Q3 2018 smartphone shipments are in: how much longer before Huawei claims top spot?

huawei p20 pro vs samsung galaxy s9 quick look aa (10 of 10)

  • The latest smartphone shipment numbers from Counterpoint show big year-on-year gains in market share for Huawei and Xiaomi.
  • Despite a drop in shipments, Samsung is still number one by a fairly large margin.
  • HMD Global, owners of the Nokia brand, had the largest year-on-year percentage increase.

Huawei and Xiaomi were the big winners in Q3 2018, according to smartphone shipment figures from Counterpoint Research. While the numbers say Samsung is still the number one OEM in terms of market share, a 13 percent year-on-year decrease in shipments combined with a 33 percent increase from Huawei saw the Chinese company close the gap.

Smartphone-Shipment-Q3-2018 Counterpoint

Samsung’s total share of global shipments is now 19 percent, while Huawei has 13 percent, according to Counterpoint. The company says Xiaomi, the fourth OEM on the list, saw shipments increase by 25 percent, giving it a nine percent share of total shipments.

Apple is third on the list with 12 percent. While Apple saw only very slight growth year-on-year, Counterpoint says iPhone revenues grew 29 percent due to the iPhone lineup’s average selling price of $793.

 Smartphone-Shipment-Q3 Percentage-2018Counterpoint

The company that saw the biggest year-on-year growth by percentage was HMD — the makers of Nokia phones. It saw sales grow a massive 71 percent when compared to Q3 2017, says Counterpoint. The list suggests HMD is now the ninth biggest smartphone maker globally, continuing an incredible rise that started when HMD released its first Nokia branded Android device in 2017.

Editor’s Pick

Overall, the top ten smartphone OEMs make up 78 percent of total smartphone shipments, according to the figures. This leaves all the other OEMs — Counterpoint says there are 600 of them — fighting for only 22 percent of the market. Brands not in the top ten include those with high-profile phones such as Google, OnePlus, and Razer.

According to Counterpoint, overall global smartphone shipments fell three percent annually — the third quarter in a row that shipments have fallen. There has been much debate about why this may be — including on this site — but the tracking firm puts it down to improvements in smartphone build quality and a lack of meaningful innovation.

Next up: The most important Android smartphones since the Google Nexus 5

Huawei Mate 20 Pro review: The phone for power users

Let’s get it out of the way. You’ll probably want to buy the Mate 20 Pro. It’s sexy, it’s powerful, it’s one of the best phones you can get right now. The real question is if you should pay no less than 1,050 euros (~$1,205) for the privilege of owning it. Or should you “settle” for one of the many great alternatives and save some money in the process?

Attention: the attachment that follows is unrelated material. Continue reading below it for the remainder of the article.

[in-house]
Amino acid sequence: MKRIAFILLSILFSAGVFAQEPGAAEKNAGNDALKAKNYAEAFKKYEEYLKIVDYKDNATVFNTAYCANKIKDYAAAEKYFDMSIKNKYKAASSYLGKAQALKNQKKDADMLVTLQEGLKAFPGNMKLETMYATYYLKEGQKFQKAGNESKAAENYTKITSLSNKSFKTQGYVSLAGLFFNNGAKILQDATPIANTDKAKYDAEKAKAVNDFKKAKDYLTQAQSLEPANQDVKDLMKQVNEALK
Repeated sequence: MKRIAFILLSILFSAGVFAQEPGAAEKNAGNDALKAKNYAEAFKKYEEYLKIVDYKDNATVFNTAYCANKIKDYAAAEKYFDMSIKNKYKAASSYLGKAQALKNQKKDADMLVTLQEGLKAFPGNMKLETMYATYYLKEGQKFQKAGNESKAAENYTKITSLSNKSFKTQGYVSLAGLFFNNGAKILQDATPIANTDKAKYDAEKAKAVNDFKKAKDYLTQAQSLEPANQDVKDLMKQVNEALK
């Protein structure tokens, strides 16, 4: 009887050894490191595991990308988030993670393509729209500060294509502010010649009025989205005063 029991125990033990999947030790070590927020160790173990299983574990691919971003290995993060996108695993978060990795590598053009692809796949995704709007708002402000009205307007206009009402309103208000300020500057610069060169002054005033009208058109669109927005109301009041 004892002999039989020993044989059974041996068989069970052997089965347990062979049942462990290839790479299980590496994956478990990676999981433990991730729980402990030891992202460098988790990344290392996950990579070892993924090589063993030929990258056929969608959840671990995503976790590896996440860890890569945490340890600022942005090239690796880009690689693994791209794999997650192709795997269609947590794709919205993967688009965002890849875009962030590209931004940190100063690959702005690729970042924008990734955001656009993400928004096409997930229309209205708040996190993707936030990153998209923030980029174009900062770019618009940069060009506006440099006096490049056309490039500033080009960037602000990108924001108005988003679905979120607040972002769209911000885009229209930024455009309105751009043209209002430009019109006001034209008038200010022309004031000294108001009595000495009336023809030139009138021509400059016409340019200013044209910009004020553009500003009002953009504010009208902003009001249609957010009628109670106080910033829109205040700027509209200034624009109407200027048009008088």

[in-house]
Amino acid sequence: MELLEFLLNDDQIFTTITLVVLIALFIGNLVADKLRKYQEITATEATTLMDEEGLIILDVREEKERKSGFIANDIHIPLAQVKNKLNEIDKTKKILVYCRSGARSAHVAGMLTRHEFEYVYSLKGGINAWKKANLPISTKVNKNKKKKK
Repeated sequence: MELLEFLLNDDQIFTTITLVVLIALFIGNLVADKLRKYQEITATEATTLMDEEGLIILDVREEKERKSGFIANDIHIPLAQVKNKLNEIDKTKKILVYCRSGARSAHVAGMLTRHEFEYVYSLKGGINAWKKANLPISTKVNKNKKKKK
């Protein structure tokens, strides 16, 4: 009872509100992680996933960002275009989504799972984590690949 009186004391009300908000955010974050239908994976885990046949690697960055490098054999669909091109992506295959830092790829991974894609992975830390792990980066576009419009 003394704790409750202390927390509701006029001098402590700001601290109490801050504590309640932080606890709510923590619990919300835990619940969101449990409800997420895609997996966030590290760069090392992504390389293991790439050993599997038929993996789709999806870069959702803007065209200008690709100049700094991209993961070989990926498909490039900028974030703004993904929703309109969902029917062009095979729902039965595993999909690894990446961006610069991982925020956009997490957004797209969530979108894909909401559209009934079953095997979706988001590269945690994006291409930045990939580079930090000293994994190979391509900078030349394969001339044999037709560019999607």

It’s not an easy question — we’ll spend this in-depth Huawei Mate 20 Pro review trying to answer it. Buckle up!

huawei mate 20 pro twilight variant

About our Huawei Mate 20 Pro review

I wrote this review after spending around ten days with a Mate 20 Pro review unit supplied by Huawei. The phone (model LYA-L29) was the Twilight dual-SIM version, with 6GB of RAM and 128GB of storage. It ran EMUI 9.0 out of the box, with the October 2018 security patch and build number C432E10R1P16. I used it mostly on my home Wi-Fi network, as well as Orange Romania’s 4G+ network.

Technically, the software on the review unit was non-final, but Huawei said it’s indicative of the final release software. According to the company, features like 3D Live Object Modeling and AI Color, will roll out to the phone over the next weeks. We will update this Mate 20 Pro review when these features become available.

My colleague David Imel spent a similar amount of time with another Mate 20 Pro review unit. You can watch his video review at the top of this post.

What’s in the box

huawei mate 20 pro retail box

usb type-c headphones that are bundled with the huawei mate 20 pro twilight
the supercharge fast charger brick bundled with the huawei mate 20 pro

The Mate 20 Pro comes in a simple black box with a charger, a pair of white USB Type-C earbuds, a USB Type-C-to-3.5mm audio adapter, and a basic silicone case.

Editor’s Pick

The charger can go up to 40W and it’s very fast (more about that later). The transparent case will do fine for the first few days, but it gets very grimy so you’ll probably want to pick up something nicer. The wired earbuds look a lot like Apple’s. They are very light and they don’t insulate noise from outside, but they sound surprisingly good, with nice bass and clear highs. Definitely give them a try before you throw them in a drawer.

Design and build quality

Huawei is one of the elite few phone makers competitors tend to copy. The company has been putting out great designs for years, even while its software has struggled to keep up. That doesn’t mean Huawei shies away from copying others when it suits it. The Mate 20 Pro embodies both approaches: the front takes cues from Apple and Samsung, and the back is uniquely Huawei.

Huawei Mate 20 screen